With the summer approaching, that means it’s marrow season! Marrow is an overgrown courgette, and if you grow your own courgettes – you know how fast they grow!
They grow so fast that many don’t know what to do with all that extra marrow. Luckily, this marrow jam recipe is the perfect way to use marrow!
This marrow jam recipe is the perfect way to use those overgrown courgettes. With its relatively simple taste, it soaks up the flavours of the lemon and ginger beautifully. You may not have thought about using marrow in jam, but it really is wonderful!
Need more marrow recipes? Try this Marrow Chutney recipe.
Enjoy this jam with a nice slice of Chia Seed Bread toast.
Why You’ll Love This Recipe
- Refreshing recipe for the summer heat
- Great way to use leftover marrow
- Accessible ingredients
- Can make it in advance
- Lasts for a long time
Special Equipment Needed To Make This Recipe
- Jam thermometer – Also known as a candy thermometer. Using this thermometer will give you the most accurate temperature reading of your jam, but it’s optional. You can do the wrinkle test instead.
- Jars – Feel free to use jam jars or mason jars for storing the jam. Either one you choose to use, make sure to sterilise jars by leaving them in boiling water for about 10 minutes.
Special Ingredients You Need For This Recipe
- Lemons – make sure to wash them well before using. The best way to clean it is by leaving it in hot water for a few minutes to remove any wax from the lemon.
- Marrow flesh – fresh marrow is better in this recipe. If you decide to use frozen marrow, let them thaw before cooking it in the marrow ginger jam.
- Jam Sugar – also known as fruit pectin, jam sugar is a thickening agent in the recipe. There aren’t many good replacements for jam sugar. However, you can add a fruit with high pectin into the recipes (i.e. cooking apples).
- Fresh Ginger Root – root ginger adds a nice kick to the jam. Don’t substitute it with ginger powder.
How To Make This Recipe
Step 1: Prep the lemon water
Juice the lemons and cut the lemon peel thinly. Try to avoid adding in the white part of the lemon.
Add the lemon juice, peels and water in a small bowl. Set aside to soak for 8 hours or overnight.
Pour the mix into a saucepan and gently cook covered for 1 hour. Take off the heat and set aside.
Step 2: Prep the marrow
Tip and chop the marrow pieces. Place into a large saucepan.
Step 3: Cook the marrow ginger jam.
Cook the diced marrow for 30 minutes, or until it’s cooked and liquid evaporates.
Pour in jam sugar. Stir on low heat until the sugar dissolves. Add 60ml (4 tbsp) of lemon water into the marrow and sugar. Add in the fresh ground ginger.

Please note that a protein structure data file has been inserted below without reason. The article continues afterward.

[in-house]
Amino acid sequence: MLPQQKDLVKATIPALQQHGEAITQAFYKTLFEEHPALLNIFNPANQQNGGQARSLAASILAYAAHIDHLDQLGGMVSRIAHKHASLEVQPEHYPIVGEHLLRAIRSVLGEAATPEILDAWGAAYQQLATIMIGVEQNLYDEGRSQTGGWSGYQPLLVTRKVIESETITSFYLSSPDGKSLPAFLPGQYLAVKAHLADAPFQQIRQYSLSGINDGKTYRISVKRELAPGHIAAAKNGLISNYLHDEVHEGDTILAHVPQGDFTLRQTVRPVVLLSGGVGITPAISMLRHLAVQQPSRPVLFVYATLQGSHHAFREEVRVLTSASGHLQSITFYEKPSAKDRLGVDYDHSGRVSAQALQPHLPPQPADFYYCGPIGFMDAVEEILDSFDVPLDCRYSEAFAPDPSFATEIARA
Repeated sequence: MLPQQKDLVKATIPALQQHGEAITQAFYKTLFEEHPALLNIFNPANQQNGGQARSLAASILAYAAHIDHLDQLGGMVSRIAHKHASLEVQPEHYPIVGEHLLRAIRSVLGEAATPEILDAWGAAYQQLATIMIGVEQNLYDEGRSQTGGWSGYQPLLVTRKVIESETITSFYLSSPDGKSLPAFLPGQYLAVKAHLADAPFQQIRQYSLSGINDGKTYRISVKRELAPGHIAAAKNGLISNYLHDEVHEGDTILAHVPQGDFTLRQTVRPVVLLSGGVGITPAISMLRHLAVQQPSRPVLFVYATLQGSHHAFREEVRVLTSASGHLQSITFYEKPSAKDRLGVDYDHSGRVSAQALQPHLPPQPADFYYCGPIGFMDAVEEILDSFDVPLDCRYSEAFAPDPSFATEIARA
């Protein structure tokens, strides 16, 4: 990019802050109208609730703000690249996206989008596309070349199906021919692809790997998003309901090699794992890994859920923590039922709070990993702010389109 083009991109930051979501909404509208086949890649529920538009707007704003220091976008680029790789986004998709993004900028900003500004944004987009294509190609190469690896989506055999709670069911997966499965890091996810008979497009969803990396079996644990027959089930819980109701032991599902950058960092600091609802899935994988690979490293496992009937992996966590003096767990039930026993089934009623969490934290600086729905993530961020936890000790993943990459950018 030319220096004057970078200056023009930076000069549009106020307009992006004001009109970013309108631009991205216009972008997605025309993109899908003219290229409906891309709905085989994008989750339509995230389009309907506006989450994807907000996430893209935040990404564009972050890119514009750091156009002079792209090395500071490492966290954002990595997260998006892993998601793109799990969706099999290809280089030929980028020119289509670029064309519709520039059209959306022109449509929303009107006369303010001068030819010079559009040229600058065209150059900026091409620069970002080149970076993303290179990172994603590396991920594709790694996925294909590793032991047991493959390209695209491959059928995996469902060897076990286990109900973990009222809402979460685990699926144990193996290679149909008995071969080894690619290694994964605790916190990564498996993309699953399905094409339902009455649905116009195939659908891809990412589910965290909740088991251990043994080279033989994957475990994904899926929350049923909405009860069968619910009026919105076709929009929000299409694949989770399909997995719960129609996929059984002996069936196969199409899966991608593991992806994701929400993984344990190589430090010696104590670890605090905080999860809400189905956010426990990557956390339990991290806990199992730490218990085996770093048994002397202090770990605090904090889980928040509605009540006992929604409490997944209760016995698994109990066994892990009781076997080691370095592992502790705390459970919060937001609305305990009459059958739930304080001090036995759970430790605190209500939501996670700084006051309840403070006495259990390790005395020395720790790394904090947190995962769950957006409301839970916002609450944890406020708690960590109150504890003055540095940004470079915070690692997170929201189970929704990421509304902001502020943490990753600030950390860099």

Increase to medium heat and let the contents go up to a rolling boil. If using a jam thermometer, it should reach 104°C (220°F).
Or, use the wrinkle test to test for setting point. Place a saucer in the freezer for 5 minutes, then put a dollop of jam on it and place it in the fridge. After a minute, gently push the jam with your finger. If the liquid crinkles, it’s ready.
If not, boil the contents again for a few more minutes and do the test again.
Step 4: Sterilise and fill the jars.
The jars should be sterilised by leaving them in boiling water for about 10 minutes. When the jars have cooled down and are warm, fill them with the marrow jam and seal them quickly. Label and date the jars, then enjoy! Jam making can be easy!
Top Tip: When peeling the lemon, try not to get the white part of the lemon peel (pith) in. The pith is quite bitter and could make your jam have a bitter taste.
What to Serve and Pair with Your Marrow Ginger Jam
There are many sides that you can enjoy with this delicious marrow ginger jam.
- Fresh made Chia Seed Bread.
- Pour over greek yoghurt for a refreshing and healthy boost of energy in the morning.
- Pair it with a salty cheese to create a beautiful cheese board vibe.
Marrow is a great base that doesn’t significantly affect the jam’s flavour. Try using different fruits instead of lemons for different types of jam. Some great options are:
- Citrus: use orange or grapefruits instead of lemons for a sweeter citrus flavour.
- Apples: for a warm, autumn flavour. Pectin added into the recipe happens naturally, as cooking apples releases more pectin than lemons.
- Peach: great for the spring. Nice and sweet and pairs well with ginger.
- Pineapple: will add a boost of sweetness.
Add in a splash of bourbon and bitters to the mix when cooking. It balances well with the lemony notes of the jam. Gives off a bit of “heat” and subtle warmth, which perfectly blends with the grated ginger.
Popular Substitutions For This Recipe
marrow are overgrown courgettes, so you can definitely use regular courgettes if that’s what you have access to. Feel free to use frozen marrow if you want to make it when it’s not in season. Just make sure to thaw it before using.
Use a different citrus fruit like orange or grapefruit. It may have a sweeter taste, but will still have notes of citrus.